As for the HSG, or hysterosalpingogram,  I was prepared for the worst. I swear, every woman I spoke with who went through the procedure had a story worse than the last. I had it in my head that it was going to be incredibly painful, and I was going to be strung up in bed for two days or so afterwards. To my pleasant surprise, this wasn’t the case for me. It was certainly uncomfortable, but not painful like I was expecting it to be. The procedure was also a lot quicker than I expected. I spent more time filling out paperwork and waiting than anything else. The procedure consists of shooting radiographic contrast, or dye, through the vagina, cervix, and (if they are not blocked) fallopian tubes. X-ray pictures are taken as the dye is slowly inserted to check for blockages, polyps, tumors, scar tissue, etc. In the radiology room with me was my doctor, an x-ray tech, and an x-ray tech student. I am all for having students in the room during these types of procedures (how else are they going to learn?), but I am extremely grateful my doctor was there to calm me down from all the questions she was asking. For example:

Student: “Is it ok that she’s still shedding a little?” 

Tech (to me): “Do you still have your period?”

Me: “I thought it stopped yesterday. Is that ok? Is that bad? Should I reschedule?”

Doctor: “It’s totally fine, you can relax.”

Student: “Is this normal?” (I can’t see what she is pointing at on the screen.)

Me: “Is what normal? Is everything ok?”

Doctor: (Pointedly to the student and tech) “Everything is fine, we will be done in the next two minutes.”

Student: Whispering questions somewhat loudly to the tech, as I clench up.

Doctor: (Puts her hand on my knee) “Please. Try to relax – almost done.”

And then, it was done. Everyone exited the room and I headed to clean myself up. I took my time in the bathroom, as I assumed I would leak for a while. I strapped on a pad, just in case, and off I went. Until…I was stopped dead in my tracks. As I was walking down the hallway, the liquid started pouring out again. You know when there’s something embarrassing going on in your body, and if you just acted normal about it no one else would know? Well…I wasn’t so tactful to remember that. Instead, my instincts told me to frantically grab my crotch, flail my other arm at the wall, and start desperately searching around for a bathroom. Finally I found one, and gained my wits back. What goes up, must come down, right? I made it to the car, spread out some just-in-case napkins over the seat, and drove home with a smile on my face – not just at the memory of the scene I must have caused in the crowded hospital, but because we were finally about to get some answers. Which leads me to the next chapter in our series: Infertility – Our Struggle Part VIII: Our Diagnosis.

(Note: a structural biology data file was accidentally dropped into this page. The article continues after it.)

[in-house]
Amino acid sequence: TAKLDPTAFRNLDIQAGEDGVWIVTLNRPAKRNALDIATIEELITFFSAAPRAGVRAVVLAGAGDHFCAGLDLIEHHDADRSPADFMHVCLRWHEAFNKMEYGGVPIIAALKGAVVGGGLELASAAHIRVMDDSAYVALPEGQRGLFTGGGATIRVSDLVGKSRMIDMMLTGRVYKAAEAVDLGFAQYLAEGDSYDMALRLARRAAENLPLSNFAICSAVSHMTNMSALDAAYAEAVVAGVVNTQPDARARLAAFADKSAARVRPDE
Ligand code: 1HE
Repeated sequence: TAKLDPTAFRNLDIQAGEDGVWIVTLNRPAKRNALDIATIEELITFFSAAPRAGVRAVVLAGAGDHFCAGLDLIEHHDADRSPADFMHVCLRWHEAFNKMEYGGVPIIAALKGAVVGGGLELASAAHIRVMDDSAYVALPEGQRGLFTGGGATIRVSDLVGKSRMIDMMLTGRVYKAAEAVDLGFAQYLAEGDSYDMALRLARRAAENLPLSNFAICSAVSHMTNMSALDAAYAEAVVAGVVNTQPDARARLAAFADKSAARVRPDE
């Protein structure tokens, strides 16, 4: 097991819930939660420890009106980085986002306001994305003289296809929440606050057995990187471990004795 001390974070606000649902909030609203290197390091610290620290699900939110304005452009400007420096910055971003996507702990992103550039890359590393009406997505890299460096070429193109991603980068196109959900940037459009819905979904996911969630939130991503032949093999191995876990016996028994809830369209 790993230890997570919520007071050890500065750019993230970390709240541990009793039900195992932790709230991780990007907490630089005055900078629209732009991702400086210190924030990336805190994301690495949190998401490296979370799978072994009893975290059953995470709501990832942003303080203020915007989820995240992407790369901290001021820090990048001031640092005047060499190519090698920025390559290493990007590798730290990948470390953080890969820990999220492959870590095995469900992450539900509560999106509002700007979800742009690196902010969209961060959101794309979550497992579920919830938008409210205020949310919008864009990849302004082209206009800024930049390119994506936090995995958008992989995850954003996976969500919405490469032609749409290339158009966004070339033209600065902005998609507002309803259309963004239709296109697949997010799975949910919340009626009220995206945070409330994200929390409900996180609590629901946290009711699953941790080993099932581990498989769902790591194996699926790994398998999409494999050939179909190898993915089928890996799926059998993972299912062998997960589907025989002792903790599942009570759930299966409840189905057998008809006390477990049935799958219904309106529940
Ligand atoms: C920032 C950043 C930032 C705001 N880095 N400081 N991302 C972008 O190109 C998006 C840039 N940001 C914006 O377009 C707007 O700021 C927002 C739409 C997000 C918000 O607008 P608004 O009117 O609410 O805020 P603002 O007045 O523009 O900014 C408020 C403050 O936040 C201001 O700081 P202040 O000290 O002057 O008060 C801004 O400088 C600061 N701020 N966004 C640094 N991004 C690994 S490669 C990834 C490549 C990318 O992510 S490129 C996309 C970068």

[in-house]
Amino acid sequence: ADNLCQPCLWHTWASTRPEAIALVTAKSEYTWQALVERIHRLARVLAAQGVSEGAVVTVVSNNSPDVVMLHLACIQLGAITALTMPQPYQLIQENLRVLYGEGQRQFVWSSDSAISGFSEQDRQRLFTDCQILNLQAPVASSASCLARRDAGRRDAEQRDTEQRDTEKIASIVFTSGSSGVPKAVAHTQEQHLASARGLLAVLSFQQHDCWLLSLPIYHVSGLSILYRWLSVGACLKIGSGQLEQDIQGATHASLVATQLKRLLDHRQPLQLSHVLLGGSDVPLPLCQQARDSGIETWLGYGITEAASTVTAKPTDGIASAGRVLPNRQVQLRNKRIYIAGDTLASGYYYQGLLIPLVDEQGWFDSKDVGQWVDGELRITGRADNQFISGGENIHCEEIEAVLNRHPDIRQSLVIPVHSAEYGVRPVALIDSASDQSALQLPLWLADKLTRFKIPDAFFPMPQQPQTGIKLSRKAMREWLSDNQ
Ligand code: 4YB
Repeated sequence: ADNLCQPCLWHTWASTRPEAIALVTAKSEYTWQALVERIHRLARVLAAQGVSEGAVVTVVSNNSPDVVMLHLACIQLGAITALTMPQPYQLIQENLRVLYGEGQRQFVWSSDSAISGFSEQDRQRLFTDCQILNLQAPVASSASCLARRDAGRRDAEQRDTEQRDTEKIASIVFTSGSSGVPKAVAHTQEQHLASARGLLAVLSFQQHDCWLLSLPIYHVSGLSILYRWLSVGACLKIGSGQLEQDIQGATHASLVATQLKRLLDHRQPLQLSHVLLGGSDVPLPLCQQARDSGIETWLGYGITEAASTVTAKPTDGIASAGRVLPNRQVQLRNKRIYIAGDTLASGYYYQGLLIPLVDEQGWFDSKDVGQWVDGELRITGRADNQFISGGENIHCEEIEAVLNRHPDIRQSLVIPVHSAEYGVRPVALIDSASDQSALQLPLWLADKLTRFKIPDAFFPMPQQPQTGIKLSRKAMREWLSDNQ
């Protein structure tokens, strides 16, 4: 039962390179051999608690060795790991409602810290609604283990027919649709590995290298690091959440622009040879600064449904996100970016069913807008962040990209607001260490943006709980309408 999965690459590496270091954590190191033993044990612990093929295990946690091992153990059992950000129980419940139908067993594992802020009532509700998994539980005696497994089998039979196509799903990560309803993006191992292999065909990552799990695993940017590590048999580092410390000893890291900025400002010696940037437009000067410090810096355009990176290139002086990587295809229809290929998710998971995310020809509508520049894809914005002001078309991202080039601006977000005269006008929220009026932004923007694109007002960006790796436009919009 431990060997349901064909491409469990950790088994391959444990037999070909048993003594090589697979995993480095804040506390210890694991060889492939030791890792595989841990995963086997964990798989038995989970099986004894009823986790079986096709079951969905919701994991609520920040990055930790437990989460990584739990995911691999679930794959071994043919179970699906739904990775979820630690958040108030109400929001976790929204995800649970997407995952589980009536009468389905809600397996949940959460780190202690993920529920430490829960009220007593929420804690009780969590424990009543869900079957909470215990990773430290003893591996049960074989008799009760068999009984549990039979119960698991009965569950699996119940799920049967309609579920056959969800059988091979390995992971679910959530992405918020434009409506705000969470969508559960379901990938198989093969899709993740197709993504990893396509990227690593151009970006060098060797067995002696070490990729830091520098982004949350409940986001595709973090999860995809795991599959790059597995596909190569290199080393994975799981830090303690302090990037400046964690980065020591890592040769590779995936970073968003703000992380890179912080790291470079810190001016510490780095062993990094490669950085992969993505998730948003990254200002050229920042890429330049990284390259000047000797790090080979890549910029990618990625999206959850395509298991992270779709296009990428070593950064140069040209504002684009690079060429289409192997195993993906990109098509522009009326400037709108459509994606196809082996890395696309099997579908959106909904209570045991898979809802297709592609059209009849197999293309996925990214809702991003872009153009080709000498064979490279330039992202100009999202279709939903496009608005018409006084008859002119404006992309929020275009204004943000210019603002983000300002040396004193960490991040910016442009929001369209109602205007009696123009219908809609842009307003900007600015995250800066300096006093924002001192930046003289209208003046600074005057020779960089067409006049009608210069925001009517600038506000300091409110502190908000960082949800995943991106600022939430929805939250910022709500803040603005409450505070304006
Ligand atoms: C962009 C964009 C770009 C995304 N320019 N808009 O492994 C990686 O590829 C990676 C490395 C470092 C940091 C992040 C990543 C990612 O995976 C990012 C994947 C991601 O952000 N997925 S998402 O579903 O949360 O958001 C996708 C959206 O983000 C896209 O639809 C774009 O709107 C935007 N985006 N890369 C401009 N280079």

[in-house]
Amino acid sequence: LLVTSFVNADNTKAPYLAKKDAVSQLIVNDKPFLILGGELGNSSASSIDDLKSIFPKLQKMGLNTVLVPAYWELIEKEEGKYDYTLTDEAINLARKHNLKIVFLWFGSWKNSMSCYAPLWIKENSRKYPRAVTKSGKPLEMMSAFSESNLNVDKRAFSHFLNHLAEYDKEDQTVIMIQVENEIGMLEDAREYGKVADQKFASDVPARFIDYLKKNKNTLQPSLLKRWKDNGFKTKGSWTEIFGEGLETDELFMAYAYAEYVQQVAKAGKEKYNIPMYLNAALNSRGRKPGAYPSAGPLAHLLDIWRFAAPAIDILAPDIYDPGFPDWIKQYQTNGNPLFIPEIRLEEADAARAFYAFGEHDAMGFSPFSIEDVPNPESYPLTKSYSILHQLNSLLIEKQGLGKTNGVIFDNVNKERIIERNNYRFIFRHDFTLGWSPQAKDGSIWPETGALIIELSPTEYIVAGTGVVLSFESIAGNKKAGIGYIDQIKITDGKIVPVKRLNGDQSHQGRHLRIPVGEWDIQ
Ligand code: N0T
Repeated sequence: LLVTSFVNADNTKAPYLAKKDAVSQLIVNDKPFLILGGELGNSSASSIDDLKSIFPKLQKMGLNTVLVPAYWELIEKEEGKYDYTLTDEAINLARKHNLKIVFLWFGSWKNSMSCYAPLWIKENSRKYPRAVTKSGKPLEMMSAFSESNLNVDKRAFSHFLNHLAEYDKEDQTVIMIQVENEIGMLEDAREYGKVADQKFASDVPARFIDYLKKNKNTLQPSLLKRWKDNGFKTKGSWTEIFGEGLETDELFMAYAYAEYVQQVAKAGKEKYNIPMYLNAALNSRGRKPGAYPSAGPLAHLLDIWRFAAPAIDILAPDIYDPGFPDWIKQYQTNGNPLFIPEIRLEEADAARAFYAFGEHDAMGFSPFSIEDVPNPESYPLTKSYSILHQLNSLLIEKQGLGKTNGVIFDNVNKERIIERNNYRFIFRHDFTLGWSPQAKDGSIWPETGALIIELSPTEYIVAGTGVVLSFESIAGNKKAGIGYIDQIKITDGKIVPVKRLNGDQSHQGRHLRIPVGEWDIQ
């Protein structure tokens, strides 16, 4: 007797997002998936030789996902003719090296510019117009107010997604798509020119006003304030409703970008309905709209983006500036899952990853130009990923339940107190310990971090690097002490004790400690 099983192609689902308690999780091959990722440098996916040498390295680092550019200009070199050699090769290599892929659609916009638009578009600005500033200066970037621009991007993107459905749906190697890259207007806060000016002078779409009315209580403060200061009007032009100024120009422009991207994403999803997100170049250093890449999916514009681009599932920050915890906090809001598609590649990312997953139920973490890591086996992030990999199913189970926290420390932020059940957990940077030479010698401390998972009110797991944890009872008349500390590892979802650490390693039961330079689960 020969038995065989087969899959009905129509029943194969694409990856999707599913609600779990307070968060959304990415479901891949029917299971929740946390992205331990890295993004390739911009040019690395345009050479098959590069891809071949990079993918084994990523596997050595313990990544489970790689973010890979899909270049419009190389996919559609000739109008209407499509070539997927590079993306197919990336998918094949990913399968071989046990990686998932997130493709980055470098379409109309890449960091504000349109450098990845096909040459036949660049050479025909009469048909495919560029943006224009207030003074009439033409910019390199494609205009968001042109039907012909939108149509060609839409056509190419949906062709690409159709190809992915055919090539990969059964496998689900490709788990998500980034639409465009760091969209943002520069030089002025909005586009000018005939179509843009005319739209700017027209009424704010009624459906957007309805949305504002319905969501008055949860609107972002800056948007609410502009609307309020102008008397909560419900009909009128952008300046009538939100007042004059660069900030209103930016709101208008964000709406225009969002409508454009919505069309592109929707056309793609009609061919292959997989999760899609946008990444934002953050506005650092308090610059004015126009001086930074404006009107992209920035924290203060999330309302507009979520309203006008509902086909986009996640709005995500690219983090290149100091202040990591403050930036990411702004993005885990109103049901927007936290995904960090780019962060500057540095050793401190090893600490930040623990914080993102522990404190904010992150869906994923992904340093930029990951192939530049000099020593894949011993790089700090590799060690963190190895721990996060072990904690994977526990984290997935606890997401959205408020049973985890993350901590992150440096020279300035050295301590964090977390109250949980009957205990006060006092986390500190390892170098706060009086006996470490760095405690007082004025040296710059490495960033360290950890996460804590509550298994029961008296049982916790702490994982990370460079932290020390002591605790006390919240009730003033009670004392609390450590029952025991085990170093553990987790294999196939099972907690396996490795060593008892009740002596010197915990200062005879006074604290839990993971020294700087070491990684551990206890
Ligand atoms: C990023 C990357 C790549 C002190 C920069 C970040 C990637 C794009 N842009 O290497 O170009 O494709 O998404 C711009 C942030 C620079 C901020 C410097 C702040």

Where the Heck I’ve Been Lately…

First of all, I just want to say thank you. I am blown away by the amount of people who still check my website and blog daily, even though it has been so long in between posts. Thank you! I just wanted to write a brief entry to let my readers know that I have not fallen off the face of the Earth. Quite the contrary, actually. I’m more grounded, alive, and focused than ever…

It is no secret that my husband and I want to start a family. This feat, however, has not been easy for us. February marks the fourth year we will be dealing with infertility, so a few months ago I made a choice. I chose to make any and every sacrifice to take the steps to start our family. I made the choice to give up some “me” time to focus on how to make our dreams a reality. The hardest choice, though, was to put some aspects of my business on the back burner. Like keeping up this blog, for instance. Is that exactly fair to the community who has been so supportive of me? Not at all. But it is a (slightly selfish) decision I made to help get us on the right track.

So what has been taking up most of my time? Work. Four jobs, to be precise. I usually work at least two jobs per day, and have zero days off (except this week for Thanksgiving, which was LOVELY!). I work anywhere from 70-90 hours a week, and am slowly trying to help build our IVF bankroll.